Archive for the ‘Donna Howard’ Category

Real Respect for Religious Freedom

June 1, 2011

Too often we see public officials in Texas use faith as a political weapon against their opponents. Just as appalling is that so many of those officials seemingly dismiss the reality that their diverse constituencies include people from many different faith traditions. But some officials do show real respect for faith and the religious freedom and diversity of people across Texas. A good example of the latter came on Tuesday, when state Rep. Donna Howard, D-Austin, offered an invocation at the beginning of the Texas Legislature’s special session. Rep. Howard is a former member of the Texas Freedom Network’s Board of Directors. We couldn’t be more proud of her.

Our friends at Texas Impact posted the video below.

Will the SBOE Get Called into the Principal’s Office?

December 17, 2008

It appears that Texas lawmakers are beginning to look at ways to rein in an out-of-control State Board of Education. Today state Rep. Donna Howard, D-Austin, pre-filed a bill for the coming legislative session that would make state board elections nonpartisan.

Recent controversies make clear the need to take ideology and partisanship out of races for the state board, Rep. Howard said in a press release announcing her proposed legislation, House Bill 420:

The current system is obviously not working as well as our students, parents, teachers, and taxpayers deserve. SBOE districts are some of the geographically largest districts in the state, yet these races attract little public attention and candidates have a hard time raising money to communicate their message.  Voters go to the polls armed with minimal information on the issues and end up casting their ballot based on party affiliation.  It’s time to encourage candidates to run more independently so voters can make informed decisions.

Rep. Howard, who won election to the House in 2006 in part because of her strong support for public education, pointed to extreme partisan and ideological statements made recently by state board member Cynthia Dunbar, R-Richmond. As TFN Insider readers know, Dunbar has charged that President-elect Barack Obama “truly sympathizes” with enemies who want to destroy America. Dunbar also writes in a new book that the public education system she helps govern is “tyrannical,” “unconstitutional” and a “tool of perversion.”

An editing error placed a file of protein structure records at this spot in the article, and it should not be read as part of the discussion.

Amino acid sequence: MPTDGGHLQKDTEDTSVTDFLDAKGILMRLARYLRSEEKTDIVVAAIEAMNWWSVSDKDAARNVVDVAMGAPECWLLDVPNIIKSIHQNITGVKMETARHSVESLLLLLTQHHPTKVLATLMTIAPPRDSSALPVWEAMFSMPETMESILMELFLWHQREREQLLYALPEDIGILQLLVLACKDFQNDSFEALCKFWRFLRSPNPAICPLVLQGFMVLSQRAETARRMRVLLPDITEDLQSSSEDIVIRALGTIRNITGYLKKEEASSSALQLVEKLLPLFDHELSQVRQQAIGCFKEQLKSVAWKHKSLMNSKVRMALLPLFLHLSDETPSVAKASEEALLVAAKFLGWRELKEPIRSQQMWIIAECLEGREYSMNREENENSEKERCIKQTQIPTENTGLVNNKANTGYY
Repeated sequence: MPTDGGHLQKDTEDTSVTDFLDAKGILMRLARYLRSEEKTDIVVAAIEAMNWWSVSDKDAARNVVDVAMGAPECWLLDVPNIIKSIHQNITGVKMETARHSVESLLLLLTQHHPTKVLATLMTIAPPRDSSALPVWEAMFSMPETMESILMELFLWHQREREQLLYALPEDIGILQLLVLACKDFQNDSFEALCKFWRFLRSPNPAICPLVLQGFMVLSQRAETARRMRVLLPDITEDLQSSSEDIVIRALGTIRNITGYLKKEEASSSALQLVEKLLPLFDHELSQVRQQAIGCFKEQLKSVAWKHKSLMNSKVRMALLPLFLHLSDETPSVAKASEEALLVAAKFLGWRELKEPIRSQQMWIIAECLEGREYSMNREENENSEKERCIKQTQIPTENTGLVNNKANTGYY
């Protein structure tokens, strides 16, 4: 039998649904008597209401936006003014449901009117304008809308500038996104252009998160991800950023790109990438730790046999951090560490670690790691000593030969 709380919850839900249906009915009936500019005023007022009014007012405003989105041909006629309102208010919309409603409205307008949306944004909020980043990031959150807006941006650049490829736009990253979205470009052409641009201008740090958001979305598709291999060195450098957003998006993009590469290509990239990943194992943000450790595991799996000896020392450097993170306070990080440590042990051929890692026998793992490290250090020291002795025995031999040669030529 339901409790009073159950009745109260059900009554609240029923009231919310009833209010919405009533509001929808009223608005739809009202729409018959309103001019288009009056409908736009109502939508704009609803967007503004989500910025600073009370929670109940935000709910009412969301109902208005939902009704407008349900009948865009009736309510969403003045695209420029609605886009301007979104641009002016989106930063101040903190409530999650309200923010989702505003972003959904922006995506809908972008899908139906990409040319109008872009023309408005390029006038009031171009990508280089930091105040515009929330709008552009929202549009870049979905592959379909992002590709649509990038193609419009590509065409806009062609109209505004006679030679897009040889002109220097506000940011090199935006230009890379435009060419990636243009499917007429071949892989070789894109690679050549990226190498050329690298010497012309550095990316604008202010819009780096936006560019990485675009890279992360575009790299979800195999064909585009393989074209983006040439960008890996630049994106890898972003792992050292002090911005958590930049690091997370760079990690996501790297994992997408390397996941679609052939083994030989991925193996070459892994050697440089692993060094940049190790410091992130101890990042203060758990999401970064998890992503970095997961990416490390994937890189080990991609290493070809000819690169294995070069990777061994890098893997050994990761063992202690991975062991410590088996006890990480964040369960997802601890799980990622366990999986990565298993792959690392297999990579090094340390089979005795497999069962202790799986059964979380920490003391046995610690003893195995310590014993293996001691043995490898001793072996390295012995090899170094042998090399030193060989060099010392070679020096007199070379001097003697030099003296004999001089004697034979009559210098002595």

Dunbar’s remarks have sparked a firestorm of protest, with newspapers, commentators and others calling for her resignation from the board. The state board decides what more than 4.6 million Texas children learn in their public schools.

Under Rep. Howard’s bill, candidates for the state board would no longer be able to hide behind party labels. All candidates would run as independents, and the contests would be featured as separate nonpartisan races on the general election ballot. Rep. Howard believes such elections would attract more attention from voters and help them learn more about the positions candidates take on important issues.

The idea that Texans — if provided with information on the issues — would elect someone who has publicly declared the state’s education system “unconstitutional” and “tyrannical” is absurd. We value our children’s education too highly.

HB 420 is part of a package of reform legislation Rep. Howard is proposing. She also wants to transfer authority over the Permanent School Fund from the state board to an independent body. State board members are not required to have any financial expertise even though they are charged with managing a fund that currently has about $17.5 billion.

The board’s role in overseeing the Permanent School Fund has generated controversy in the past. In 2002, for example, far-right board member David Bradley, R-Beaumont Buna, was indicted with two others (no longer on the board) for violating the state’s law on open meetings by privately meeting with financial advisors to discuss the fund.

Sources tell TFN Insider that other state lawmakers might offer legislation that would severely restrict the state board’s authority over setting curriculum standards and adopting textbooks. For many years publishers have been forced to censor textbook content because of political and ideological objections of board members.

The 81st Session of the Texas Legislature opens in January.